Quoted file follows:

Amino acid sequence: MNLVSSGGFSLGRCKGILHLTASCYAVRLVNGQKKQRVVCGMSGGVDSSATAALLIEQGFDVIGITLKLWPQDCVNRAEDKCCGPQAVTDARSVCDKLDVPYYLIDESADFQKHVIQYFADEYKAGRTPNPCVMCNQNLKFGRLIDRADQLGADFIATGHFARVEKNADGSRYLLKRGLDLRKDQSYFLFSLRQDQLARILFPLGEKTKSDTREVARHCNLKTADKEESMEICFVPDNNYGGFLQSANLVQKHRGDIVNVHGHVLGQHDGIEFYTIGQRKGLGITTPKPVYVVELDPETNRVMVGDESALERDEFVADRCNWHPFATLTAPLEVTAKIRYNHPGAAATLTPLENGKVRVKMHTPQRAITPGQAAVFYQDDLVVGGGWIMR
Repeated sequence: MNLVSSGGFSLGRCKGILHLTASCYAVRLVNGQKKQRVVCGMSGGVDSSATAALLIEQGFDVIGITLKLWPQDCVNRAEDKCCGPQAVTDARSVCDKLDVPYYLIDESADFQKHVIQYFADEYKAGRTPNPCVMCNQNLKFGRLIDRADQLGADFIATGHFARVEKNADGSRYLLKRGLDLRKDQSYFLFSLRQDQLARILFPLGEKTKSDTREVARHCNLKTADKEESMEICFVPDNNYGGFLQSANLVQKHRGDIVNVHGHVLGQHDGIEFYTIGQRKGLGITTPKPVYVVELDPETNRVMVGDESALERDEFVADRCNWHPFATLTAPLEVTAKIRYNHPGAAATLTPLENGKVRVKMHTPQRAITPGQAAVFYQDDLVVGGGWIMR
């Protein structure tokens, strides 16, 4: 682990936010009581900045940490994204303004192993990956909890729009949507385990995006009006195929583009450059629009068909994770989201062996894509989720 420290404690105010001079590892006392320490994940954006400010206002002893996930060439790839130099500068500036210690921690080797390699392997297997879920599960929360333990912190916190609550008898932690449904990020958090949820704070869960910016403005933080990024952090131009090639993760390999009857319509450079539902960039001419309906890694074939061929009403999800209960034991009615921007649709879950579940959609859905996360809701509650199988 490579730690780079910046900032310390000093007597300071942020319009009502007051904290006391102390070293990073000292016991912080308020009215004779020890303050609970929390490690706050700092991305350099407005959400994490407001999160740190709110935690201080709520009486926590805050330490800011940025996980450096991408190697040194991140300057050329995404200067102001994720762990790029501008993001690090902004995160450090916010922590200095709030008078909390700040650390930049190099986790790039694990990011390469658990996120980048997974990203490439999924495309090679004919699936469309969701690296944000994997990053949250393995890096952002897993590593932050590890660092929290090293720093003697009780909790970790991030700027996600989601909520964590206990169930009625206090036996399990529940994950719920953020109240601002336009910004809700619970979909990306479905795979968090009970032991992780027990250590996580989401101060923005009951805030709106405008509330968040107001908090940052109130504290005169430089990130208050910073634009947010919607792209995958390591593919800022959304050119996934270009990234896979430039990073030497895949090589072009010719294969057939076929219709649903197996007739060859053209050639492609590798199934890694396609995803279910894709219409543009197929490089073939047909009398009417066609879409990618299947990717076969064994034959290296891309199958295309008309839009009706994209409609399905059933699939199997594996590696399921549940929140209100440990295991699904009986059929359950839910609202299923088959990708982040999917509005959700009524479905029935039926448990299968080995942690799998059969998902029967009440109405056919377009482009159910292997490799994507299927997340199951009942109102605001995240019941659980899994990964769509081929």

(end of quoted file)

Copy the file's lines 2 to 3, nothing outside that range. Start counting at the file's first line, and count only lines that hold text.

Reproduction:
Repeated sequence: MNLVSSGGFSLGRCKGILHLTASCYAVRLVNGQKKQRVVCGMSGGVDSSATAALLIEQGFDVIGITLKLWPQDCVNRAEDKCCGPQAVTDARSVCDKLDVPYYLIDESADFQKHVIQYFADEYKAGRTPNPCVMCNQNLKFGRLIDRADQLGADFIATGHFARVEKNADGSRYLLKRGLDLRKDQSYFLFSLRQDQLARILFPLGEKTKSDTREVARHCNLKTADKEESMEICFVPDNNYGGFLQSANLVQKHRGDIVNVHGHVLGQHDGIEFYTIGQRKGLGITTPKPVYVVELDPETNRVMVGDESALERDEFVADRCNWHPFATLTAPLEVTAKIRYNHPGAAATLTPLENGKVRVKMHTPQRAITPGQAAVFYQDDLVVGGGWIMR
């Protein structure tokens, strides 16, 4: 682990936010009581900045940490994204303004192993990956909890729009949507385990995006009006195929583009450059629009068909994770989201062996894509989720 420290404690105010001079590892006392320490994940954006400010206002002893996930060439790839130099500068500036210690921690080797390699392997297997879920599960929360333990912190916190609550008898932690449904990020958090949820704070869960910016403005933080990024952090131009090639993760390999009857319509450079539902960039001419309906890694074939061929009403999800209960034991009615921007649709879950579940959609859905996360809701509650199988 490579730690780079910046900032310390000093007597300071942020319009009502007051904290006391102390070293990073000292016991912080308020009215004779020890303050609970929390490690706050700092991305350099407005959400994490407001999160740190709110935690201080709520009486926590805050330490800011940025996980450096991408190697040194991140300057050329995404200067102001994720762990790029501008993001690090902004995160450090916010922590200095709030008078909390700040650390930049190099986790790039694990990011390469658990996120980048997974990203490439999924495309090679004919699936469309969701690296944000994997990053949250393995890096952002897993590593932050590890660092929290090293720093003697009780909790970790991030700027996600989601909520964590206990169930009625206090036996399990529940994950719920953020109240601002336009910004809700619970979909990306479905795979968090009970032991992780027990250590996580989401101060923005009951805030709106405008509330968040107001908090940052109130504290005169430089990130208050910073634009947010919607792209995958390591593919800022959304050119996934270009990234896979430039990073030497895949090589072009010719294969057939076929219709649903197996007739060859053209050639492609590798199934890694396609995803279910894709219409543009197929490089073939047909009398009417066609879409990618299947990717076969064994034959290296891309199958295309008309839009009706994209409609399905059933699939199997594996590696399921549940929140209100440990295991699904009986059929359950839910609202299923088959990708982040999917509005959700009524479905029935039926448990299968080995942690799998059969998902029967009440109405056919377009482009159910292997490799994507299927997340199951009942109102605001995240019941659980899994990964769509081929």